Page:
When Holyrood returns, its Public Audit Committee will resume its inquiry following the Auditor General’s damning report into the Ferguson order. A lot of interesting stuff has emerged but there is one element which provides that metaphor on how Scotland is run.

The nominal client for the ferries is CMAL, the Scottish Government’s procurement quango. On two occasions, in face of exceptionally strong advice, Nicola Sturgeon’s office insisted on photo opportunities which CMAL – the client – deemed wholly inappropriate. The first was to announce Ferguson’s as preferred bidder.

Giving Ferguson’s the order was itself against CMAL’s advice while the photo opportunity – when intensive contractual negotiations were ongoing – weakened their position by appearing to present a fait accompli. All for the sake of Ms Sturgeon’s photo opportunity.

If a humble council leader tried to behave this way – barging into an ongoing commercial negotiation for political advantage – he or she would be taken aside by an official and warned about legal risks, including surcharging. When the civil service is complicit, that doesn’t happen.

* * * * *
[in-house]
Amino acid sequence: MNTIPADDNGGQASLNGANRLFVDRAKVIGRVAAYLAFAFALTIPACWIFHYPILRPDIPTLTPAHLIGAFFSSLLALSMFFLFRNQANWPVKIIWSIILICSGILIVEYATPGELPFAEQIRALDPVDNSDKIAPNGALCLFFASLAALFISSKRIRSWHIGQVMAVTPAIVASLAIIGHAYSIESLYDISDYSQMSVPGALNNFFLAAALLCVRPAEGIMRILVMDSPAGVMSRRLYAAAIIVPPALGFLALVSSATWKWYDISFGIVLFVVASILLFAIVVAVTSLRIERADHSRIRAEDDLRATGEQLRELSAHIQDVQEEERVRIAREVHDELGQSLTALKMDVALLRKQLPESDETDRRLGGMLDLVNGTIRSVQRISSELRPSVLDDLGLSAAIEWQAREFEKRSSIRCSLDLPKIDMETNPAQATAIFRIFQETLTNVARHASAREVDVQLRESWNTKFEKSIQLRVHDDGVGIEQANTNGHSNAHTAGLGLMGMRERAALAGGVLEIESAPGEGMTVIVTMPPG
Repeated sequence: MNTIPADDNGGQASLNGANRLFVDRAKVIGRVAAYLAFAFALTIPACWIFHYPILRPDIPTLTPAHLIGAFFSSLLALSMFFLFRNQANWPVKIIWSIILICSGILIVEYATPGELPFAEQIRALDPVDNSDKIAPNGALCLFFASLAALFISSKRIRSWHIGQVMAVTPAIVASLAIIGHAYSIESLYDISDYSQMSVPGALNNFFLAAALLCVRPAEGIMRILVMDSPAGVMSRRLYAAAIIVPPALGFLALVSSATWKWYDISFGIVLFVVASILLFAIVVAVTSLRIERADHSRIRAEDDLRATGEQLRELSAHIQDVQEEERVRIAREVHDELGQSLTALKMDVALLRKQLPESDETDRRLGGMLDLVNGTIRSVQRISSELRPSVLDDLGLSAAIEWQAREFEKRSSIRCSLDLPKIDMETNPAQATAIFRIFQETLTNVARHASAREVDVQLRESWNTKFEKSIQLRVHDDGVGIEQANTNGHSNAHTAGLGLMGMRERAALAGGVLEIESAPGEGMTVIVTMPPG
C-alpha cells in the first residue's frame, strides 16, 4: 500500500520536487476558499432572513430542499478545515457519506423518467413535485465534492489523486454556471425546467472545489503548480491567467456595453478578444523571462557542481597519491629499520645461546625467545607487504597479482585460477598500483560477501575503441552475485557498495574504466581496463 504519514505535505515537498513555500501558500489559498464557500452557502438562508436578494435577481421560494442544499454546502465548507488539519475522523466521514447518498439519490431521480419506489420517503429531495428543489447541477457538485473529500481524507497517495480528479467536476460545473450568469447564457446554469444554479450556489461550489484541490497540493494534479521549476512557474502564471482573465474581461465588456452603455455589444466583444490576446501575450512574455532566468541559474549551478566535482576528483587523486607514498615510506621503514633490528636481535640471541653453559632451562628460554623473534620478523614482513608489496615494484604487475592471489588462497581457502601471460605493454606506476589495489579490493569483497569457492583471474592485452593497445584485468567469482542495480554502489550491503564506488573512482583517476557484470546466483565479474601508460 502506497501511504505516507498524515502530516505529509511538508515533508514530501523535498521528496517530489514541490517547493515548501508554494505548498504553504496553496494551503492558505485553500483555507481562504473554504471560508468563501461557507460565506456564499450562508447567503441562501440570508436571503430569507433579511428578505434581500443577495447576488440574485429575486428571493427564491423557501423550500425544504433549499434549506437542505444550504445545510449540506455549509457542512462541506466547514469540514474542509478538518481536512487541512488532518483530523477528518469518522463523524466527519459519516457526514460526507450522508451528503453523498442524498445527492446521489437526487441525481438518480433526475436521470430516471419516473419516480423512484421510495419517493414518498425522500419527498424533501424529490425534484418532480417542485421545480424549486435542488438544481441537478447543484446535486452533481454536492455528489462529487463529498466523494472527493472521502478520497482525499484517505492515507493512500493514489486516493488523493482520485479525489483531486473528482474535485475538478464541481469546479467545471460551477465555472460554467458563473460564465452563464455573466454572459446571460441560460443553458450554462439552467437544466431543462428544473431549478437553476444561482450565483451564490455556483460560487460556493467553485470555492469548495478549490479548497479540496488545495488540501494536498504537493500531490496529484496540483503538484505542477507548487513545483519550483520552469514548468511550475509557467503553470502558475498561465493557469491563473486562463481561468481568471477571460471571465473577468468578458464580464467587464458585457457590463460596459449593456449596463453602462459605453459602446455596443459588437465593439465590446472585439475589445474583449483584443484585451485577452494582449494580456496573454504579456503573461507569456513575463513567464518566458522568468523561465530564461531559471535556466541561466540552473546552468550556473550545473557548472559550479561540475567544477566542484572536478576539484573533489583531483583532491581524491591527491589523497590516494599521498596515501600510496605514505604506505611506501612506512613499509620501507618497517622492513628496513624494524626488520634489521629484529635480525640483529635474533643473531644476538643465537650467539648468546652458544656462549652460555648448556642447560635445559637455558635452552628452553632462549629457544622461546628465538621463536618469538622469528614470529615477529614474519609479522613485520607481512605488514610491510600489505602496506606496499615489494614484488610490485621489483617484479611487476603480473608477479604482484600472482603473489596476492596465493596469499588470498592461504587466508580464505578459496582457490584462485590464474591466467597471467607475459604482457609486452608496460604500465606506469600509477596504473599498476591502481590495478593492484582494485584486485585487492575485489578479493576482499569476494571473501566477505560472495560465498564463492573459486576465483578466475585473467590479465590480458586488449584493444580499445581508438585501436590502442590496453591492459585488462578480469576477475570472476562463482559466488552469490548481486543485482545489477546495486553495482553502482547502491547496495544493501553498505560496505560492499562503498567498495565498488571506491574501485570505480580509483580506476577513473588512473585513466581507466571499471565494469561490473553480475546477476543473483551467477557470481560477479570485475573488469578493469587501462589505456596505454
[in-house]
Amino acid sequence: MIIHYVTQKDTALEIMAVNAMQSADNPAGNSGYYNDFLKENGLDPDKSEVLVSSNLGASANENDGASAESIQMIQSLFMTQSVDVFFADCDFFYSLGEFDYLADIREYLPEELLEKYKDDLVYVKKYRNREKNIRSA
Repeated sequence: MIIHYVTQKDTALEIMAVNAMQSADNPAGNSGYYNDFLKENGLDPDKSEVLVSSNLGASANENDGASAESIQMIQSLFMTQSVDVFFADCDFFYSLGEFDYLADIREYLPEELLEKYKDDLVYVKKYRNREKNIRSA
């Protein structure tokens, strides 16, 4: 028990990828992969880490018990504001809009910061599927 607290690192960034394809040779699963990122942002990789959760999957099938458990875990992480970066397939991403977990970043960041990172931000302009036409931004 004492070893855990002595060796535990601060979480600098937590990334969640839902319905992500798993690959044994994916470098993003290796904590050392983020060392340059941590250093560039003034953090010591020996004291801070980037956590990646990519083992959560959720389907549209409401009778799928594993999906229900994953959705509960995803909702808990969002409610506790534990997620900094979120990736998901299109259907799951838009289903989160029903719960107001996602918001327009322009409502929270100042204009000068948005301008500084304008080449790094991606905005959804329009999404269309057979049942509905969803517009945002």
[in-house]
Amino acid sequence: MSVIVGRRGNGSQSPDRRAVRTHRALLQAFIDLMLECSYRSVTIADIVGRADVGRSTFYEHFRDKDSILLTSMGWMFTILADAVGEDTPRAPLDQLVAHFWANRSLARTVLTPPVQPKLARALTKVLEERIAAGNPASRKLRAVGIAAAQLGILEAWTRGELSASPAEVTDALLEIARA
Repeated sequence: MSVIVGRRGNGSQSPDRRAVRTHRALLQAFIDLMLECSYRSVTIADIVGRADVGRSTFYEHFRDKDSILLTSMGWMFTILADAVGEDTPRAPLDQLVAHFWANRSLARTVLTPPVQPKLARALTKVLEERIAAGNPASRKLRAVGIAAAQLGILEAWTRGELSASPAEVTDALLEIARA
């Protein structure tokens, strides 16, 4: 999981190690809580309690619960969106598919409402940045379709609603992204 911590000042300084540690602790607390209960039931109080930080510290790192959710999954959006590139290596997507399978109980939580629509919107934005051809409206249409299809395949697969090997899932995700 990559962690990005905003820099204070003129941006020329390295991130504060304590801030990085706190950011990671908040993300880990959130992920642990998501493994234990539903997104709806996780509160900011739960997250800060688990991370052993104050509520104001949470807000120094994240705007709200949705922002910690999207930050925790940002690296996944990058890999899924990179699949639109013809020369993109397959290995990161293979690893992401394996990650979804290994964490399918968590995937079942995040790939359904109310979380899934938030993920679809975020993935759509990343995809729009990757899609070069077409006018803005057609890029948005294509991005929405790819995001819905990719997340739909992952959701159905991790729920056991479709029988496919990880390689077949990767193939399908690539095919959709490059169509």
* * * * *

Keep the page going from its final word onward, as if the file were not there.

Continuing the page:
On the second occasion, CMAL – the nominal client, remember – pleaded that the Glen Sannox was not ready to go in the water when Team Sturgeon insisted on a launch and photo opportunity with the infamous painted-on windows. How many subsequent costs resulted from that premature launch?

One certainty is that you will not find Ms Sturgeon among the stranded cars or freight lorries on any Hebridean pier this summer. Does Scotland care enough to be angry – or are islands as peripheral to its thoughts as to its geography?